Peter Thompson: Banking sector can live with current house prices

Peter Thompson, Managing Director, Barfoot & Thompson
Peter Thompson: Banking sector can live with current house prices

Residential house prices are likely to increase modestly in 2018, according to Standard & Poors.

This forecast is contained within the rating agency's Global Ratings Report released in late February that focused on the risks local house prices and credit growth have for the country’s banking sector.

The report’s conclusions included such comments as that the economic risk from these factors was ‘likely to have passed its peak’ and that ‘in 2018 we see… house price inflation consolidating around current levels… thereafter we expect relatively measured house price and credit growth’.

For me, the point of difference about S&P’s report is that its focus is on the strength and stability of the banking sector, and its conclusion about house prices was the end product of that analysis.

Rather than looking at house prices in isolation it was saying the banking sector can live with where prices are at currently.

That sentiment showed up in the first round of sales data for the year when we released our January sales information in early February.

Our average price in January was up 1.5% over that for the previous three months while our median sales price was down 1.6 percent over that for the previous three months.

Our sales numbers were low at 593, but this number represented half of all the homes sold in Auckland during the month.

By far the majority will welcome such a stable ending to the cycle of rising house prices.  

Significant swings in the selling price of homes can undermine people’s sense of economic stability, and the S&P report will give greater confidence to those who want to move forward with making decisions in relation to their housing needs and investment opportunities.

Reserve Bank and LVR restrictions

The report also makes the point that the case is building for the Reserve Bank to ‘partially unwind’ its loan-to-value restrictions.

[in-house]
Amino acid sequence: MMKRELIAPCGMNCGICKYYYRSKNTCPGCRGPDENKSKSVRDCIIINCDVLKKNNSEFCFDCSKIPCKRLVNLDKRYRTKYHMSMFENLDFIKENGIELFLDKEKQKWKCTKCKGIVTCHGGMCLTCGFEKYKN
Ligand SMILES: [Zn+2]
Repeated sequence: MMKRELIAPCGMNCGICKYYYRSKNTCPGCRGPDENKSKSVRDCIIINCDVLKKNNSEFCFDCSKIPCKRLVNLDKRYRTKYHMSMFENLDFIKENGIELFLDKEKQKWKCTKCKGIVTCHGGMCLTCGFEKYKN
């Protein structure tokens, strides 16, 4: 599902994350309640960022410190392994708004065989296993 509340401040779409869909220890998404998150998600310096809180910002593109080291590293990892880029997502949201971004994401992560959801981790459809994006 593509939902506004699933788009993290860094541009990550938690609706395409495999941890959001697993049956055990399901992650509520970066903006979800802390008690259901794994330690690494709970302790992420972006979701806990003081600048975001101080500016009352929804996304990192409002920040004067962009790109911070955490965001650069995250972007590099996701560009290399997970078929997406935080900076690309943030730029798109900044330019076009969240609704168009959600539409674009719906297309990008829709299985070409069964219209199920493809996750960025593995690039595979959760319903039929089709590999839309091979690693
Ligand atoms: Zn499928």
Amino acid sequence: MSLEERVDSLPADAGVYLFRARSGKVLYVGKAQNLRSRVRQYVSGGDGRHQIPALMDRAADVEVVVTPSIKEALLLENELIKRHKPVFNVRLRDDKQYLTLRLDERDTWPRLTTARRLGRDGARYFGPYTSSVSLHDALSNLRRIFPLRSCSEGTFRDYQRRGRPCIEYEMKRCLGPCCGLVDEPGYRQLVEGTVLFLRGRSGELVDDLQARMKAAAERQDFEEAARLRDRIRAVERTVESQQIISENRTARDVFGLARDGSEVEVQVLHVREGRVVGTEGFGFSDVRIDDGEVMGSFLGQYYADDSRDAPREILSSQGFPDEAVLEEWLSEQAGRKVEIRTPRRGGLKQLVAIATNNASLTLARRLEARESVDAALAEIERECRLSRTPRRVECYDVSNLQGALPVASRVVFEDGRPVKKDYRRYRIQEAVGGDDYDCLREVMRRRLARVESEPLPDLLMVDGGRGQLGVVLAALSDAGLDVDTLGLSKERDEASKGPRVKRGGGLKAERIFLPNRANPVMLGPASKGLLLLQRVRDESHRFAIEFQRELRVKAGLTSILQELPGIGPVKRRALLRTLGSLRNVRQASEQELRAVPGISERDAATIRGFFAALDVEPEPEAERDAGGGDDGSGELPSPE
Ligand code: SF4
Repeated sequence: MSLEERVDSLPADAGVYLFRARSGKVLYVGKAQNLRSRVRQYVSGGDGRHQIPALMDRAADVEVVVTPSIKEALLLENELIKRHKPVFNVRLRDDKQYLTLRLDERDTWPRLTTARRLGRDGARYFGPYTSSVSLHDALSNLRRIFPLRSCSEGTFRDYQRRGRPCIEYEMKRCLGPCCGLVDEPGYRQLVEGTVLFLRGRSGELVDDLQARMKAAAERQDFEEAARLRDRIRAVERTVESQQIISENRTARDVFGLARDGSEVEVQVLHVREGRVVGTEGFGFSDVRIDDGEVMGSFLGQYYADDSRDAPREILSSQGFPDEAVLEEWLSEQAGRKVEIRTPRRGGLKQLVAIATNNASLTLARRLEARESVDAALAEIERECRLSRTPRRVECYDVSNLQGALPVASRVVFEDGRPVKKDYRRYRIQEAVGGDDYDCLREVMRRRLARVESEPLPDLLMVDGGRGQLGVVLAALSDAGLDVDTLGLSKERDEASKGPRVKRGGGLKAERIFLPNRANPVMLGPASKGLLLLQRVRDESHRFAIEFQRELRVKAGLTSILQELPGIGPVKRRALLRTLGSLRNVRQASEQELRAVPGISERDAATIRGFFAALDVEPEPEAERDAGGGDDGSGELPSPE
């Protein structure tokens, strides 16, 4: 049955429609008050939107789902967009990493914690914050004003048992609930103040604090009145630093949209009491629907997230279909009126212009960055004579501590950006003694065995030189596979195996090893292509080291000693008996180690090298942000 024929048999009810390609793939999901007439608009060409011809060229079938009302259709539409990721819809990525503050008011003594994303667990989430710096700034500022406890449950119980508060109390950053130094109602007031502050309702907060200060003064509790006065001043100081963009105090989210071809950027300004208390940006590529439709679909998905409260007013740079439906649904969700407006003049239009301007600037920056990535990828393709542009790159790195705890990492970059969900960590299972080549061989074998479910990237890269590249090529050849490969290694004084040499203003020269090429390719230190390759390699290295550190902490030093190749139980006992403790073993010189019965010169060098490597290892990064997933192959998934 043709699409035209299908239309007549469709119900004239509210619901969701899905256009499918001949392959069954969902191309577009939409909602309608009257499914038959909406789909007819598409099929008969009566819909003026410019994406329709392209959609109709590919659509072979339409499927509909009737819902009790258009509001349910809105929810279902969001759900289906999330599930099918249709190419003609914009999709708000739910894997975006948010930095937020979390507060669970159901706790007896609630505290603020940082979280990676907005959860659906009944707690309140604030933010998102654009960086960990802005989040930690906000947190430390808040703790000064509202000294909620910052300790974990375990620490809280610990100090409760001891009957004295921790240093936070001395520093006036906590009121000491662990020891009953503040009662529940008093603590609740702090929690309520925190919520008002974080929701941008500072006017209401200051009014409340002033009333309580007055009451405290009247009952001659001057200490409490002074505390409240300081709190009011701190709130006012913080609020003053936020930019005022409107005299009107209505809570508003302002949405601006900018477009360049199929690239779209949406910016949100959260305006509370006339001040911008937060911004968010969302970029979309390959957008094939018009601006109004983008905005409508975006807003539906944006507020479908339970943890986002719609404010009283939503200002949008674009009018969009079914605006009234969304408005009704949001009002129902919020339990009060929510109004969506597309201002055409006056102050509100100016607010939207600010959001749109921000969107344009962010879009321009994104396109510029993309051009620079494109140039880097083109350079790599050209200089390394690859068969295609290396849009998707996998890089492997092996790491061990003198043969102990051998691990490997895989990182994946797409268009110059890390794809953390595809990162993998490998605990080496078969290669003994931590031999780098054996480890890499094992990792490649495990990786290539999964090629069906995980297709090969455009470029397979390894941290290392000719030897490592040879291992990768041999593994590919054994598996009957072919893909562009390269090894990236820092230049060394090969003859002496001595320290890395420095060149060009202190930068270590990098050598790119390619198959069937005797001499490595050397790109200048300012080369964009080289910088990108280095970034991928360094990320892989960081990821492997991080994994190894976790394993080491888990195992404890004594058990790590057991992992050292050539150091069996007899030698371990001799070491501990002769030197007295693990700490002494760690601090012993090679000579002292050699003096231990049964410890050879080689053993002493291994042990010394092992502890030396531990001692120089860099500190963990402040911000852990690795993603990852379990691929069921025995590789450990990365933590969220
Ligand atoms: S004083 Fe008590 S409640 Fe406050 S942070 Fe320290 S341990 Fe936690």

This would be a welcome move as the broad-brush approach to the restrictions can have particularly harsh implications for individuals, particularly first time buyers and those on modest incomes. The restrictions can also hinder people who might want temporary bridging finance or interest only loans to support buying their next home before selling their present one.

What S&P’s report underlines is that the Reserve Bank restrictions, coupled with trading bank initiatives, have tamed rising house prices. The mechanisms in place now have achieved the desired result and that some flexibility on a case-by-case basis should be sanctioned.

The current situation also undermines the arguments of those that insist tighter restrictions are necessary to control the future price of residential property.

Restrictions such as banning non New Zealand and Australian residents from buying residential property, extending the bright line test to 5 years and potentially a capital gains tax on investment property in the future all have the potential to undermine the current stable market.

If such restrictions are to be introduced, they should not be brought in under the cover of ‘it’s the only way to stop prices rising’.

While the banning of foreign buyers from the market might have popular support, a number of organisations are flagging to the Government the downside of cutting off overseas capital entering the market, particularly the apartment market.

There might also been some unintended consequences of extending the bright line test from 2 to 5 years.

A number of first time buyers have been meeting the challenge of achieving the deposit requirement through the helping hand of family members with the intention that over time the family members will withdraw from the transaction.

The potential exposure to capital gains tax if the withdrawal takes place before 5 years is likely to require a rethink as to how such partnership arrangements might need to be constructed.

On a personal note, I’m proud to record that Barfoot & Thompson was voted the ‘best in the world’ by our peers at the recent International Property Awards in London. We achieved it in the property management category.

In the regional Asia Pacific awards earlier in the year we were voted the ‘best’ in the Real Estate and Property Management categories, and for having the ‘best’ marketing campaign and website.

Peter Thompson

Managing Director, Barfoot & Thompson

barfoot & Thomspon


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